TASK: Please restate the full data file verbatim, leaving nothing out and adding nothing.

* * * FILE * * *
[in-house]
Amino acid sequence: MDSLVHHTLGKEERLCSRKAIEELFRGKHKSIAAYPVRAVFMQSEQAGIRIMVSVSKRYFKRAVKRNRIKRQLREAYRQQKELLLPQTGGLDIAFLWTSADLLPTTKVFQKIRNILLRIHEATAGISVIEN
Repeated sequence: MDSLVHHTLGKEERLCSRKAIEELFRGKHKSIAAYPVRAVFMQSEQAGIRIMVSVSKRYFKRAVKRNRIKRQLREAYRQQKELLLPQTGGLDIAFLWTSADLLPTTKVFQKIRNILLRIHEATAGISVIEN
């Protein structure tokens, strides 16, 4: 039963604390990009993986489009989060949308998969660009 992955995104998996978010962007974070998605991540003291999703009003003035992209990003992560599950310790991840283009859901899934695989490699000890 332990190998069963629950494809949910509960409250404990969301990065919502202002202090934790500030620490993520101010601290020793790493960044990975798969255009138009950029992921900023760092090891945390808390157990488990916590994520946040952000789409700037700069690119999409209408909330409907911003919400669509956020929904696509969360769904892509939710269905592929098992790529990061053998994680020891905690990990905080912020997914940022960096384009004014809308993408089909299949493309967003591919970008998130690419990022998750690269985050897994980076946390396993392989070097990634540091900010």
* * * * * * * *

[in-house]
Amino acid sequence: MDSLVHHTLGKEERLCSRKAIEELFRGKHKSIAAYPVRAVFMQSEQAGIRIMVSVSKRYFKRAVKRNRIKRQLREAYRQQKELLLPQTGGLDIAFLWTSADLLPTTKVFQKIRNILLRIHEATAGISVIEN
Repeated sequence: MDSLVHHTLGKEERLCSRKAIEELFRGKHKSIAAYPVRAVFMQSEQAGIRIMVSVSKRYFKRAVKRNRIKRQLREAYRQQKELLLPQTGGLDIAFLWTSADLLPTTKVFQKIRNILLRIHEATAGISVIEN
């Protein structure tokens, strides 16, 4: 039963604390990009993986489009989060949308998969660009 992955995104998996978010962007974070998605991540003291999703009003003035992209990003992560599950310790991840283009859901899934695989490699000890 332990190998069963629950494809949910509960409250404990969301990065919502202002202090934790500030620490993520101010601290020793790493960044990975798969255009138009950029992921900023760092090891945390808390157990488990916590994520946040952000789409700037700069690119999409209408909330409907911003919400669509956020929904696509969360769904892509939710269905592929098992790529990061053998994680020891905690990990905080912020997914940022960096384009004014809308993408089909299949493309967003591919970008998130690419990022998750690269985050897994980076946390396993392989070097990634540091900010």